USC Study Focuses on Female Vocal Quality
Faculty from the Keck School of Medicine of USC and the USC Thornton School of Music are embarking on the first-ever study focused on improving the consistency of the female voice during monthly hormonal variations.
Beginning in the fall, USC Thornton associate professor of vocal arts Cynthia Munzer and Keck School clinical professor Uttam Sinha, chief and program director of the Keck School’s Department of Otolaryngology, will research the effects of vocal therapy on vocal quality in 25 female singers ranging in age from 20 to postmenopausal. The purpose is to determine therapeutic methods for female vocalists to achieve consistent vocal quality.
“Research has shown that monthly hormone fluctuations and menopause affect the range and quality of the female voice, which can be problematic for professional voice users,” Sinha said. “We collaborators are trying to determine if the professional female voice can be stabilized or enriched with voice therapy during these times, which would improve vocal performance.”
Munzer, a mezzo-soprano with more than 220 performances in more than 20 roles with the Metropolitan Opera, knows something about vocal quality and the demands on a professional singer’s voice, mind and body. As she explained in a recent profile in Classical Singer magazine, “Communication is one of a singer’s biggest goals, so the body should work seamlessly and allow one to be free to communicate.
“The opportunity to learn more about the delicate variances of the voice and present suitable noninvasive therapies in order to produce consistently strong and healthy tones during monthly hormonal changes is certainly one of our goals,” she explained.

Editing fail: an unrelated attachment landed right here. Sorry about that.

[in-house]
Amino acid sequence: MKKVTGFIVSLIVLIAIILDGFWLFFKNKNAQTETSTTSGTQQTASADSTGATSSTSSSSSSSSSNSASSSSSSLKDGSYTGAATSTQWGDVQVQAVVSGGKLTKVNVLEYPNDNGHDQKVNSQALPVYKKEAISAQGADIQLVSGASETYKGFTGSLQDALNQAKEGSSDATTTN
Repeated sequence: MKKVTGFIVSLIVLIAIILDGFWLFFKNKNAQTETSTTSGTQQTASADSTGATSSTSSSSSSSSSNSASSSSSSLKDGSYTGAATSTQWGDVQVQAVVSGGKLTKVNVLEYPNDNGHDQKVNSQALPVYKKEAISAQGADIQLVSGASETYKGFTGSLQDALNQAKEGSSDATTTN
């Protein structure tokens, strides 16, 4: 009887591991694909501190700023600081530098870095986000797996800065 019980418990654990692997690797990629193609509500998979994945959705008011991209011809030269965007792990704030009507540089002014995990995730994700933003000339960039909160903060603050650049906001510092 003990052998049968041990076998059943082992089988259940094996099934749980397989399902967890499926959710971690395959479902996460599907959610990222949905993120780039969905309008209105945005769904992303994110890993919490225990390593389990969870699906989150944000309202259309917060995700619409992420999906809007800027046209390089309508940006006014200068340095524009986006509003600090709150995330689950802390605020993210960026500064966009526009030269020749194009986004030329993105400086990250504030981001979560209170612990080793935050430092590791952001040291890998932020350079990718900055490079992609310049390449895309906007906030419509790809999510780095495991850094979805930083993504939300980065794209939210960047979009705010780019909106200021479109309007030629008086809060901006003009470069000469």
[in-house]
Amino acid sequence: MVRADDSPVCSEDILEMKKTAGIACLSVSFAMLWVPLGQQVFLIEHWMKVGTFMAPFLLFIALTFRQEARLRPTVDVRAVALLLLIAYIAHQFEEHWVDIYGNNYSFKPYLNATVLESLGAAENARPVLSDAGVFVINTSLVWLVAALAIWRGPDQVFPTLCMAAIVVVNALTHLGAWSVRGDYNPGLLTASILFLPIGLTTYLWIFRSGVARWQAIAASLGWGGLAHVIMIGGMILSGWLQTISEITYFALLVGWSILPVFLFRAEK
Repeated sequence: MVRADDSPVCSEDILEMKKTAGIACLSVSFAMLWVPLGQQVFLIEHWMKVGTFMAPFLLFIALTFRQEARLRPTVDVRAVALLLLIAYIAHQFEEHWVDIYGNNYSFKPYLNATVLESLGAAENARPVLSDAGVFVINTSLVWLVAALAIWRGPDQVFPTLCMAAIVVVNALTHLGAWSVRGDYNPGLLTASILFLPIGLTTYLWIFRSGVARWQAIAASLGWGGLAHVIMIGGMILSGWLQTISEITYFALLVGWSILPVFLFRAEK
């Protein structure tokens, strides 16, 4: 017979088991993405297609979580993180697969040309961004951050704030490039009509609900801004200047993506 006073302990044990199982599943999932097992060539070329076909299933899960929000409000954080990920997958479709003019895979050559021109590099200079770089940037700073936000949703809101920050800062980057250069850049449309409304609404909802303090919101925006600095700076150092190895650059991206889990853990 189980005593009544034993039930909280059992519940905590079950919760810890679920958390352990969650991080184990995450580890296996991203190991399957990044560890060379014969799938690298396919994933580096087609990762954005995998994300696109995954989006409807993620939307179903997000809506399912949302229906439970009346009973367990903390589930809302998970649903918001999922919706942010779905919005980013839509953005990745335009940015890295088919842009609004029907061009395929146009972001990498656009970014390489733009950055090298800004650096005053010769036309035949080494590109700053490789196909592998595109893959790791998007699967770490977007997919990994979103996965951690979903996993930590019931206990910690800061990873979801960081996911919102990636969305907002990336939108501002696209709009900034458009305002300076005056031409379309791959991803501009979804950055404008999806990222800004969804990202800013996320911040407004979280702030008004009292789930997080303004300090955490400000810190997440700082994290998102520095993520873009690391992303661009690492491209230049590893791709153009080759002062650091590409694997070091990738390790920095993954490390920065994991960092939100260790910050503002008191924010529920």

The expected long-term benefits of the study include establishing remedies for vocal challenges caused by menstruation and menopause, introducing vocal therapy exercises into the vocal arts studios, and fostering a closer relationship between the Keck School and USC Thornton.
“I am very excited about the groundbreaking work being done on the voice,” said Robert Cuttieta, dean of USC Thornton. “The intricate marriage of physiology and artistry that every vocalist has to foster makes this type of research both practical and important. I hope this is the beginning of many partnerships between the Thornton School and the Keck School of Medicine. This collaboration has the potential to foster many new avenues of research while also having an immediate practical application for female singers.”
The research findings are expected not only to help female vocalists but also to establish teaching methods that vocal pedagogues can use in the classroom to further enhance performances.
“I am pleased that Dr. Sinha is collaborating with colleagues at the USC Thornton School of Music,” said Carmen A. Puliafito, dean of the Keck School. “This study could lead to solutions for problems that have long plagued female singers. It is another example of collaboration between schools at USC, collaboration across our two campuses that will yield tremendous results. This partnership holds great promise for discovering new voice therapy methods that will improve the vocal quality of the voices of female singers.”